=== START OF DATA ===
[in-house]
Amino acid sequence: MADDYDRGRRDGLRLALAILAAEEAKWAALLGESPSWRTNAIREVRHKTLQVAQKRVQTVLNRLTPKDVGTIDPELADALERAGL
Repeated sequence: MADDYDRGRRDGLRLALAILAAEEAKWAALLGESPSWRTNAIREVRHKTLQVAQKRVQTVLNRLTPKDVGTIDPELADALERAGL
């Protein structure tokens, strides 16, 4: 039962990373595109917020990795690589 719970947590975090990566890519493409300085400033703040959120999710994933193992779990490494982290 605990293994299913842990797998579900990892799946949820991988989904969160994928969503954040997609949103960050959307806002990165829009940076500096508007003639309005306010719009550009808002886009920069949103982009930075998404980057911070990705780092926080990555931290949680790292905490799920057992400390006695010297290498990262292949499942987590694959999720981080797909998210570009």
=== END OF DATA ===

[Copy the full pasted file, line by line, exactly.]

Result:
[in-house]
Amino acid sequence: MADDYDRGRRDGLRLALAILAAEEAKWAALLGESPSWRTNAIREVRHKTLQVAQKRVQTVLNRLTPKDVGTIDPELADALERAGL
Repeated sequence: MADDYDRGRRDGLRLALAILAAEEAKWAALLGESPSWRTNAIREVRHKTLQVAQKRVQTVLNRLTPKDVGTIDPELADALERAGL
């Protein structure tokens, strides 16, 4: 039962990373595109917020990795690589 719970947590975090990566890519493409300085400033703040959120999710994933193992779990490494982290 605990293994299913842990797998579900990892799946949820991988989904969160994928969503954040997609949103960050959307806002990165829009940076500096508007003639309005306010719009550009808002886009920069949103982009930075998404980057911070990705780092926080990555931290949680790292905490799920057992400390006695010297290498990262292949499942987590694959999720981080797909998210570009």